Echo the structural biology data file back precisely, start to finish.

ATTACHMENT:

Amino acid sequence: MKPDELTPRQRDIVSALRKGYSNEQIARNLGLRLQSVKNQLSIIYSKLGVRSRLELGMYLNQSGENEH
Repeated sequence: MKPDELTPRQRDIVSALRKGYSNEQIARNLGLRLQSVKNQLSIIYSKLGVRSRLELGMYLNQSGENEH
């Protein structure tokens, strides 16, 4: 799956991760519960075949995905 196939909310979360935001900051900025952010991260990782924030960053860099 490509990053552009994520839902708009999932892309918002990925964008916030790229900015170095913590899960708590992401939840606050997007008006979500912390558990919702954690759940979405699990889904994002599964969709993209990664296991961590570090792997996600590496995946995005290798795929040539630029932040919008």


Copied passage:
Amino acid sequence: MKPDELTPRQRDIVSALRKGYSNEQIARNLGLRLQSVKNQLSIIYSKLGVRSRLELGMYLNQSGENEH
Repeated sequence: MKPDELTPRQRDIVSALRKGYSNEQIARNLGLRLQSVKNQLSIIYSKLGVRSRLELGMYLNQSGENEH
């Protein structure tokens, strides 16, 4: 799956991760519960075949995905 196939909310979360935001900051900025952010991260990782924030960053860099 490509990053552009994520839902708009999932892309918002990925964008916030790229900015170095913590899960708590992401939840606050997007008006979500912390558990919702954690759940979405699990889904994002599964969709993209990664296991961590570090792997996600590496995946995005290798795929040539630029932040919008």